The answer to your first question is "no." If someone with HIV has progressed to AIDS, the body will maintain, but never go back to its original healthy state. If someone at 300 T cell level (a bad level) starts taking the antiretroviral meds they will not recover as much as the person at the 500 T cell level (a better level) who starts taking the meds. The latest study shows that the longer you wait to take the meds, the more debilitated yr body is, and therefore the more difficult it is to go back to your pre-illness level.

    The answer to yr next question is, in general, yes. The take away here is this: Starting to take medications will help anybody no matter what stage of the illness you are in.
  13. Rrrr

    Rrrr Senior Member

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    Social Worker says:

    Q. To what level of activity does someone with HIV/AIDS recover to whilst on medication. And can the medication itself cause adverse effects which can be as debilitating as your original symptoms.

    A. Because of the advances in the medication treatments, side effects of medications can be reduced to minimal or none, even with AZT. It is all about finding out which combination of meds will work for you, because no two bodies are the same. What works for A will not work for B. With that said, you may experience some side effects, the most common being nausea, diarrhea, achy body, and tiredness. However, they go away usually by the end of the 2nd week. The body just needs time to adjust. The effects are minimal compared to what they were 10-15 years ago, as the doses are lower now. Today many people are returning to work or school full time or part time, and they are parenting -- and before they began taking antiretrovirals they were almost as sick as my friend Rrrr (who has CFS), who is bedridden and housebound a lot of the time.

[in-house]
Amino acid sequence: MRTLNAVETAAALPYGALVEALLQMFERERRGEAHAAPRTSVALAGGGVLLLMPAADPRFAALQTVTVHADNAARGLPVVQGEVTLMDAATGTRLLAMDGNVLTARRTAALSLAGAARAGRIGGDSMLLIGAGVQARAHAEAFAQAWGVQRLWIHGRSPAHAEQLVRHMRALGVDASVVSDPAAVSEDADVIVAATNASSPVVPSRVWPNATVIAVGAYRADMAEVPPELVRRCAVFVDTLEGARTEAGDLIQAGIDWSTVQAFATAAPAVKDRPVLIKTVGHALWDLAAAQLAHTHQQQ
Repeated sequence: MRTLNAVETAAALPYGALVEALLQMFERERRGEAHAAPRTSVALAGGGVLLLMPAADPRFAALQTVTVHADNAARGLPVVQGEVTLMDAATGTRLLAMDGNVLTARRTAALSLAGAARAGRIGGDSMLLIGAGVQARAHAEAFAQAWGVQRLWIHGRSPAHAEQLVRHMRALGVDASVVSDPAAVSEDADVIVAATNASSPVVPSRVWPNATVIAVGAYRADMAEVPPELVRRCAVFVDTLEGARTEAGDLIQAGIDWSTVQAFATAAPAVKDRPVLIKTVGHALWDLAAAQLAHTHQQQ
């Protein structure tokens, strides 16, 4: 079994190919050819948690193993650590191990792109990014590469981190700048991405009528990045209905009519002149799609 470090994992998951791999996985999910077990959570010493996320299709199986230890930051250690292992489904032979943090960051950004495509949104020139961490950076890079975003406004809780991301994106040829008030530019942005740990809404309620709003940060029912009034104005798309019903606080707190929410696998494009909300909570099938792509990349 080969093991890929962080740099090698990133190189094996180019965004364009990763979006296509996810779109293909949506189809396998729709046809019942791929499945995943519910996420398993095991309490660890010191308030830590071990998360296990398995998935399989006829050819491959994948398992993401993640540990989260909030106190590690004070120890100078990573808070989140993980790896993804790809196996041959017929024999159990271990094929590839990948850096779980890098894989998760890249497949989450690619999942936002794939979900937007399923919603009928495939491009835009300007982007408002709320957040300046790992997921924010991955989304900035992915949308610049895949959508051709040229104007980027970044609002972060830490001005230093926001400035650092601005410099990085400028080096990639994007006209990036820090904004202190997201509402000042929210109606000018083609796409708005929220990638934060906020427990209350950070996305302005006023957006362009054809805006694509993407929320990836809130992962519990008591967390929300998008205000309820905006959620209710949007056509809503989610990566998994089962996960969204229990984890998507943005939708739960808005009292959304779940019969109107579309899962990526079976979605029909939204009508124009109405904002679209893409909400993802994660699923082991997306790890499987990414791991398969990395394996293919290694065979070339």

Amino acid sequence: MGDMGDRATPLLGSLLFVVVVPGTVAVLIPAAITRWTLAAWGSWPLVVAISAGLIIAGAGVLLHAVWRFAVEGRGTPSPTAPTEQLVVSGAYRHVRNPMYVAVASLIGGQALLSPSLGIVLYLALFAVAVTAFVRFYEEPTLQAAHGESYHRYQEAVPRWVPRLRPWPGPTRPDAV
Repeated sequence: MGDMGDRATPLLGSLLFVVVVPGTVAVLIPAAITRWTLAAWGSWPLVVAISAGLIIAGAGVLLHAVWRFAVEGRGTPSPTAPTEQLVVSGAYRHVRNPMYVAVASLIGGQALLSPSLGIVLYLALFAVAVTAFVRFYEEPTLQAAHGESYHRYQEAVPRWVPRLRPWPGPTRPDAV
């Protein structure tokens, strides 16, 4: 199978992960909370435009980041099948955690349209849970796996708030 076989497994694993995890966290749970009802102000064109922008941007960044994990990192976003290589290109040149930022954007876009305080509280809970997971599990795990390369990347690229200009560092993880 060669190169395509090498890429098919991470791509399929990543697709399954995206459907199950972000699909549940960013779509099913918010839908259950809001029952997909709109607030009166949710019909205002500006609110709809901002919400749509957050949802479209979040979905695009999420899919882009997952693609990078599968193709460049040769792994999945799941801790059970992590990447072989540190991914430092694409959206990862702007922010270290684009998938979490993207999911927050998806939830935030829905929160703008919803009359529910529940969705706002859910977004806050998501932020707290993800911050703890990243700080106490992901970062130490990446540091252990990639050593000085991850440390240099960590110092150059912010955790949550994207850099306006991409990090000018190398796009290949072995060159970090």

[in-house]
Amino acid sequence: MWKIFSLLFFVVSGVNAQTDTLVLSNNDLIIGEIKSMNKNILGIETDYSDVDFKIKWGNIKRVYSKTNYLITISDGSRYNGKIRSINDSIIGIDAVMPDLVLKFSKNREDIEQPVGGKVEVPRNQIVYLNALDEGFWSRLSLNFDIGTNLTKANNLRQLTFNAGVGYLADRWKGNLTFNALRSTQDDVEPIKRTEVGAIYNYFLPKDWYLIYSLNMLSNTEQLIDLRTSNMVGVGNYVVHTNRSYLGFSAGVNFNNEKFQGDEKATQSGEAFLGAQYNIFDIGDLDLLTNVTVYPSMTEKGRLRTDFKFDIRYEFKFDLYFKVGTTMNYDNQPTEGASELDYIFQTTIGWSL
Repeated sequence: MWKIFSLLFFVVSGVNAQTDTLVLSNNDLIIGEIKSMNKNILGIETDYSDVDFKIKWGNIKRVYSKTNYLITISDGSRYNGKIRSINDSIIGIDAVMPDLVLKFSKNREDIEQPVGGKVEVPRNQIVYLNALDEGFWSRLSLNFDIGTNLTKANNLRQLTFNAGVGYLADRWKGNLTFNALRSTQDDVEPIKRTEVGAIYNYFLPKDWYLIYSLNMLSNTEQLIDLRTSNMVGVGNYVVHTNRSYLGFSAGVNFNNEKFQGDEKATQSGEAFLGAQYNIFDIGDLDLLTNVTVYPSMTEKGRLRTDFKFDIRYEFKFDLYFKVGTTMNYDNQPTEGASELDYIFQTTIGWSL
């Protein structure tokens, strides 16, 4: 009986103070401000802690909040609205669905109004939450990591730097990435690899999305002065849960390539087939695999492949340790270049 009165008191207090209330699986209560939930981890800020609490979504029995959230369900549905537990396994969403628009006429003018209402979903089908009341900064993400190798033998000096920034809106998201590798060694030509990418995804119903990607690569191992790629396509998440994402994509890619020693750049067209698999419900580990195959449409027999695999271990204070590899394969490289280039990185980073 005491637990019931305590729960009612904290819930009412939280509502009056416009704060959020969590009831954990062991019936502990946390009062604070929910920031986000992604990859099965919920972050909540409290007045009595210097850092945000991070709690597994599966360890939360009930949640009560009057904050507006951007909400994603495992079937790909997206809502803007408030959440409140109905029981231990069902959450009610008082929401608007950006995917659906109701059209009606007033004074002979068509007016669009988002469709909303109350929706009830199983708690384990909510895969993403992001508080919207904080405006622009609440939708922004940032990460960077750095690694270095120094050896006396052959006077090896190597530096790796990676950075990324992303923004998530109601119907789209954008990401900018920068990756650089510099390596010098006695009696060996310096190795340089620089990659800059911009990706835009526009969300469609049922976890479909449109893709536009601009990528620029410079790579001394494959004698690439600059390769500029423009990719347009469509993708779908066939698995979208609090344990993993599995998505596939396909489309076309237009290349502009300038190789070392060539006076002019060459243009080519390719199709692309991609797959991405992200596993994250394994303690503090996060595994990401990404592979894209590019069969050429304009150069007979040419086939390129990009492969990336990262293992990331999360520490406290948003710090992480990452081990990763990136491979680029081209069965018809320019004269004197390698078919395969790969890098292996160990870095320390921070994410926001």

Q. Do HIV/AIDS sufferers still receive a stigma or discrimination when looking for work?

    A. Yes, to a lesser extent than in the past, but they do. But they do not have to disclose their HIV/AIDs status at work.
  14. Rrrr

    Rrrr Senior Member

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    Social Worker says:

    Q. Has anyone in her AIDS circle ever heard of or tried Ampligen?
    A. She did not know this drug. It sounds familiar to her, but she does not know why.

    Q. Are all HIV/AIDS patients on disability? If not, what percentage are and what are typical symptoms that put them on disability?
    A. No, not all HIV/AIDS patients are on disability. Mostly just people who have reached AIDS stage, so they likely have opportunistic infection, like Pneumocystis pneumonia (PCP). They get on disability usually if they have an opportunistic infection, when their body has become so susceptible that they are vulnerable to getting any infection. Reminder: When people get on antiretroviral meds, they do get better and can function in daily life. Social Worker says that by and large, people with CFS are much sicker than the people she knows with HIV/AIDS.

    Q. How many die from kidney and liver failure from HAART?
    Not a lot. She does not know the percentage.
  15. Rrrr

    Rrrr Senior Member

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    Social Worker says: